Our school already offers few classes. I had to take a teacher's assistant class because I did not have any class to put in my schedule. If they get rid of classes at a school that is already incredibly lacking important classes, who would go here? If we want to get more money at our school, why would we make it completely unappealing to anyone thinking about moving here? 1 know that if I had siblings younger then me, my parents would not send them to the Charles A. Beard school system. I can simply not understand how in the world destroying my education even MORE (if that is possible), is the best solution for the debt we are in.

If we absolutely HAVE to cut teachers, why would we cut teachers in the departments where students get the most scholarships? It seems that anytime there is a money crisis, the fine arts are the first on the chopping block. There was talk of cutting down the art department on top of everything else, which I find unbelievable. While my education is not all I wish it could be, our art department is exceptional. Every year, someone gets a scholarship for art. Last year alone, Ashley Sharp and Ashley Lee both received about $30,000 each in scholarships to attend St. Francis and pursue art. The same is with the other arts at our school. I would like everyone to compare the percent of scholarships people have received for the fine arts, compared to those of sports. Also compare those who have pursued and made careers from the fine arts compared to those who have made a career from sports. Why would our school cut out the fine arts, one of the few things our school actually excels in?

Aside from our school excelling in the fine arts, it is also a service to the community. Every year our plays, musicals, and concerts bring joy to the community. It also gives students a chance to shine at something they are good at. Not every student excels in the same thing. That is why choir and band are a wonderful thing. Some students may not be into sports or anything else, but they are a singer, or play an instrument. These classes give them a chance to further that passion, and maybe pursue it after high school. I find it terribly ironic that at the same board meeting where they announced the end of choir, they announced that someone gave money to start a scholarship for anyone pursuing the fine arts. There is no possible way someone will get into a choral program in college without ever have been in a choir before. What is the point of this scholarship if no one will be able to use it?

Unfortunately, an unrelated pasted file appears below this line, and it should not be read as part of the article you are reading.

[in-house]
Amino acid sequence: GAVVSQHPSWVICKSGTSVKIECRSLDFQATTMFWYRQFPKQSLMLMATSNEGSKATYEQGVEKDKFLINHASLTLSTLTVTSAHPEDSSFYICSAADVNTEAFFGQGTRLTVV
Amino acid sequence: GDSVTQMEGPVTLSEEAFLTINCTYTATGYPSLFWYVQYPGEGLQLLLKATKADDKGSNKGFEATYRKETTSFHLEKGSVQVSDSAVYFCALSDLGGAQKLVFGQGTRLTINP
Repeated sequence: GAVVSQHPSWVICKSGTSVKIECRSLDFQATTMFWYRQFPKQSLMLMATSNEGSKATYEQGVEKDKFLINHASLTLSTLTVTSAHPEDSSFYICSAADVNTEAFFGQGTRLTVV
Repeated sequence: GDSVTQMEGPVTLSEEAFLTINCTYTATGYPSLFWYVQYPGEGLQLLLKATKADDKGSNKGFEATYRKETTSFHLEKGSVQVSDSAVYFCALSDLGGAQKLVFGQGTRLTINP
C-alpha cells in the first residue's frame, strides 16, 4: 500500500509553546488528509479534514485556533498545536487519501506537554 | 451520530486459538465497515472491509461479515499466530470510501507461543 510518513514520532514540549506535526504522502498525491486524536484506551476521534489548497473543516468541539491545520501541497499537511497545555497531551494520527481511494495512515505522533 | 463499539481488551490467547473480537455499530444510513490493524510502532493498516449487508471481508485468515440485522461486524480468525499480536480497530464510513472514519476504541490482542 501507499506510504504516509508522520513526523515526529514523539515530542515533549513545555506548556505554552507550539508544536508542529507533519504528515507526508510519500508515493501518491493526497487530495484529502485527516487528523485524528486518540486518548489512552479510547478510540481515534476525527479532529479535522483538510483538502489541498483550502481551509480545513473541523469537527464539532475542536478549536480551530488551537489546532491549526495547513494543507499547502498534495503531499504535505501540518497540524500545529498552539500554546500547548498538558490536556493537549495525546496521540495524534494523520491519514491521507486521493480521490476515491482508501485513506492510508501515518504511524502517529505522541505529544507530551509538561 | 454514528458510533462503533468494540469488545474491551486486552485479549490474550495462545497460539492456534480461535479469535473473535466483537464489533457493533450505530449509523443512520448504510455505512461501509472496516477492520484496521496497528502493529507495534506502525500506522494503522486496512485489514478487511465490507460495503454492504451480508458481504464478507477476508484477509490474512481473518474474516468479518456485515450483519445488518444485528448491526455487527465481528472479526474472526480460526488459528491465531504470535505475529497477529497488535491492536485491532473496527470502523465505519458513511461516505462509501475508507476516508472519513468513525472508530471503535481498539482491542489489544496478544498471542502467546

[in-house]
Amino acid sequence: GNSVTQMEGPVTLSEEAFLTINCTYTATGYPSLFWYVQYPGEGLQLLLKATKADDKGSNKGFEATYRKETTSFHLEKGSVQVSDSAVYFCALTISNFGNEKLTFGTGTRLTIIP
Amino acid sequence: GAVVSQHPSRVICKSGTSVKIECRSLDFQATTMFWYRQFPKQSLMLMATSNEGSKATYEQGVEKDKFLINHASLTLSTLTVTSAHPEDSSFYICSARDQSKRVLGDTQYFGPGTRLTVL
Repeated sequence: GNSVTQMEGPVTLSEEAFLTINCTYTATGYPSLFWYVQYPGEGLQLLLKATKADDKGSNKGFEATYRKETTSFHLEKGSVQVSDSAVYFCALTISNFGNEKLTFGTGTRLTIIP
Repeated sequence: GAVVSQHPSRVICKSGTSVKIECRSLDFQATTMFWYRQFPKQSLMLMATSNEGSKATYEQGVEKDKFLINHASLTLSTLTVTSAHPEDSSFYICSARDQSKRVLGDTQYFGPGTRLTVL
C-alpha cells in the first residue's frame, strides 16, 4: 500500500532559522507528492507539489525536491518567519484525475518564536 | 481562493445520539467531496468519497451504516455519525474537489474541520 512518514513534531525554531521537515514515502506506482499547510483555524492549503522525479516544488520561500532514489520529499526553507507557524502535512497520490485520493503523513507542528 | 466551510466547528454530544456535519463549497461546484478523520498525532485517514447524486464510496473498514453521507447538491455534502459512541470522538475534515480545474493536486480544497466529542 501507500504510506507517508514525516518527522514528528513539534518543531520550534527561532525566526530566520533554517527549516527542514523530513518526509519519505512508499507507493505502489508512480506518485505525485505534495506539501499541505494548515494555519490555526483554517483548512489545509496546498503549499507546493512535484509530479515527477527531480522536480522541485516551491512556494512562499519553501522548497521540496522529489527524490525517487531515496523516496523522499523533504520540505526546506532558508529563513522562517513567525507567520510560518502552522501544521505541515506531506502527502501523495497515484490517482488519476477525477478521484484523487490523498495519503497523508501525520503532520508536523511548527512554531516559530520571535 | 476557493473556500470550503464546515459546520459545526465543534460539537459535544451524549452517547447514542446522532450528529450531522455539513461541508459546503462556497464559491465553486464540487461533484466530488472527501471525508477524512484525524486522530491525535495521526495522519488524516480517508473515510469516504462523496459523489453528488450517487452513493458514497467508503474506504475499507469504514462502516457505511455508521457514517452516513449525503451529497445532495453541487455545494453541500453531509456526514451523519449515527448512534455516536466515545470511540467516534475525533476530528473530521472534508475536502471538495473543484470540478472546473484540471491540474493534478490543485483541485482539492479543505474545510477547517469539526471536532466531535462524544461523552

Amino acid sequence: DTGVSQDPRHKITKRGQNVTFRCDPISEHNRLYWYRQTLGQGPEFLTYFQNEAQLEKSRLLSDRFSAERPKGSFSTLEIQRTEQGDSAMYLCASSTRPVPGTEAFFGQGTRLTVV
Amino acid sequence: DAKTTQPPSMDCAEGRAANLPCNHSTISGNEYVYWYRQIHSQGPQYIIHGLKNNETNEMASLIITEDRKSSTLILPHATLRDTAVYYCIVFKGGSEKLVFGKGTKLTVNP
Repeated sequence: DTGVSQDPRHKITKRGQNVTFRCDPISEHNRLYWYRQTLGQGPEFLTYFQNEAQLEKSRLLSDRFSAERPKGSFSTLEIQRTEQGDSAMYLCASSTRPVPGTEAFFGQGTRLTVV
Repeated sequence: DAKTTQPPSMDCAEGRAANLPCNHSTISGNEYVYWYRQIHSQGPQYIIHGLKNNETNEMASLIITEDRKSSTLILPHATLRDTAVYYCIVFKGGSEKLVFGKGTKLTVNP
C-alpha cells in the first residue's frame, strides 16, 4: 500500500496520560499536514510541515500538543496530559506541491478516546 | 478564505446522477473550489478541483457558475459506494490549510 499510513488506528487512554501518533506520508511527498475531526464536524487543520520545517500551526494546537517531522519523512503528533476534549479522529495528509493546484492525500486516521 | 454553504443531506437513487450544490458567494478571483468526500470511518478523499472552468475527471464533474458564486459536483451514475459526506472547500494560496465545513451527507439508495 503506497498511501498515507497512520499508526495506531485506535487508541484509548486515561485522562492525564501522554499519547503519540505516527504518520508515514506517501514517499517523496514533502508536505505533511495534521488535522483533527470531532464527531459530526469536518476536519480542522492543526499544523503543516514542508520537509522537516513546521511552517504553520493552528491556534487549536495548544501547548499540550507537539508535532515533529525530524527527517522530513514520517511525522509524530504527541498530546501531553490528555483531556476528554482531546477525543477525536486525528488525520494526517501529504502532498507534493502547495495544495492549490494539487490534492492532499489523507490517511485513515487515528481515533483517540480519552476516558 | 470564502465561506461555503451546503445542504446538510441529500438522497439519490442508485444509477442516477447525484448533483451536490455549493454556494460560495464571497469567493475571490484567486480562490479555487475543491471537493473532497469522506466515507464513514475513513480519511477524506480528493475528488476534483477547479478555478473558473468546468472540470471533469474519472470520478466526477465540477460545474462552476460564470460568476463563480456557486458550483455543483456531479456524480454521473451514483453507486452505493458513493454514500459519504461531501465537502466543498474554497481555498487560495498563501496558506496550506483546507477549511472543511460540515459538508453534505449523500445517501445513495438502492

I also find it ridiculous to cut out ACT. If it had not been for ACT, I would have been bored out of my mind in elementary school. I also experienced countless opportunities. I was able to go on an amazing trip to Washington, D.C., in fourth grade through ACT., and my sister was able to go to Space Camp. We were able to take special classes on what were called "Super Saturdays" to further our learning. It is because of one those classes that my friend and I became interested in learning French. We are both in French class today, and she is actually going as a foreign exchange student to France next fall. This all started with a spark from ACT. It seems that if our school corporation truly cared about helping young minds grow, they would not eliminate a program that helps those who are more advanced at a younger age learn and grow.

With all of the conflicts at our school, I would like for everyone to show the teachers more appreciation. There are many amazing teachers at Knightstown High School that helped me mentally and emotionally. Many of the teachers put their heart and soul into their teaching, and truly want us to succeed. Mrs. Mercer helps us learn French, while also making it fun. She also cares about her students and encourages them when they are upset. If it had not been for her, I honestly don't know how I could've made it through high school thus far, and successfully. Mr. Rhiele is also an exceptional teacher at our school. He still gets excited about geometry proofs and parabolas even when we complain about it. One day our class asked him if he enjoyed his job. He replied that he had the best job in the world. There can not be a better teacher then one who loves his job, and wants to fill young minds.

I would like our school board and superintendent to seriously think about what they are doing. If we keep slashing jobs because money is low, we will never get more money because no one will go to our school. I would also like everyone to see faces and souls, not dollar signs and numbers.